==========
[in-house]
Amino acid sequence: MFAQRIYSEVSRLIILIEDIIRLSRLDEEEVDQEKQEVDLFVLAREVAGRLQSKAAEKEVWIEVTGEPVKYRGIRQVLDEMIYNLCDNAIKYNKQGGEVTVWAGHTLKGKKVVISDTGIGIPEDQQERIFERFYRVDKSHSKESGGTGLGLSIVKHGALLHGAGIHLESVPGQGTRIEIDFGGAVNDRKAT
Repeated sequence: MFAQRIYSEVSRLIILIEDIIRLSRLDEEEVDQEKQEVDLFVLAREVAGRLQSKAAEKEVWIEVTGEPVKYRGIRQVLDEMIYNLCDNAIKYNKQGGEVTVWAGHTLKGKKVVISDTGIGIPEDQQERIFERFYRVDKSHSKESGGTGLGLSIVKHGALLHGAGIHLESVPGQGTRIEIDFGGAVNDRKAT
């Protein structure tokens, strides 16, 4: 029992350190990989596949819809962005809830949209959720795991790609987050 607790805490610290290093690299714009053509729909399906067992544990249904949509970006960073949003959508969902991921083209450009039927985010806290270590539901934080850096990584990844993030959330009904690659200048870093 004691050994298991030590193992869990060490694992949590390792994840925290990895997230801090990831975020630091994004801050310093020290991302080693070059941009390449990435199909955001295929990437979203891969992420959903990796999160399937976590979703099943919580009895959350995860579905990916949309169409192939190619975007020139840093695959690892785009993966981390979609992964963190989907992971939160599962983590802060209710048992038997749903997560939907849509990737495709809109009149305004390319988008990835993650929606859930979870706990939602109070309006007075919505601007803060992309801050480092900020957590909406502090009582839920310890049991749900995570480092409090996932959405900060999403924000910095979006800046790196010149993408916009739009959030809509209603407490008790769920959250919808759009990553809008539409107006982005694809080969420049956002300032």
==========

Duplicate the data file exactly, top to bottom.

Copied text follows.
[in-house]
Amino acid sequence: MFAQRIYSEVSRLIILIEDIIRLSRLDEEEVDQEKQEVDLFVLAREVAGRLQSKAAEKEVWIEVTGEPVKYRGIRQVLDEMIYNLCDNAIKYNKQGGEVTVWAGHTLKGKKVVISDTGIGIPEDQQERIFERFYRVDKSHSKESGGTGLGLSIVKHGALLHGAGIHLESVPGQGTRIEIDFGGAVNDRKAT
Repeated sequence: MFAQRIYSEVSRLIILIEDIIRLSRLDEEEVDQEKQEVDLFVLAREVAGRLQSKAAEKEVWIEVTGEPVKYRGIRQVLDEMIYNLCDNAIKYNKQGGEVTVWAGHTLKGKKVVISDTGIGIPEDQQERIFERFYRVDKSHSKESGGTGLGLSIVKHGALLHGAGIHLESVPGQGTRIEIDFGGAVNDRKAT
């Protein structure tokens, strides 16, 4: 029992350190990989596949819809962005809830949209959720795991790609987050 607790805490610290290093690299714009053509729909399906067992544990249904949509970006960073949003959508969902991921083209450009039927985010806290270590539901934080850096990584990844993030959330009904690659200048870093 004691050994298991030590193992869990060490694992949590390792994840925290990895997230801090990831975020630091994004801050310093020290991302080693070059941009390449990435199909955001295929990437979203891969992420959903990796999160399937976590979703099943919580009895959350995860579905990916949309169409192939190619975007020139840093695959690892785009993966981390979609992964963190989907992971939160599962983590802060209710048992038997749903997560939907849509990737495709809109009149305004390319988008990835993650929606859930979870706990939602109070309006007075919505601007803060992309801050480092900020957590909406502090009582839920310890049991749900995570480092409090996932959405900060999403924000910095979006800046790196010149993408916009739009959030809509209603407490008790769920959250919808759009990553809008539409107006982005694809080969420049956002300032």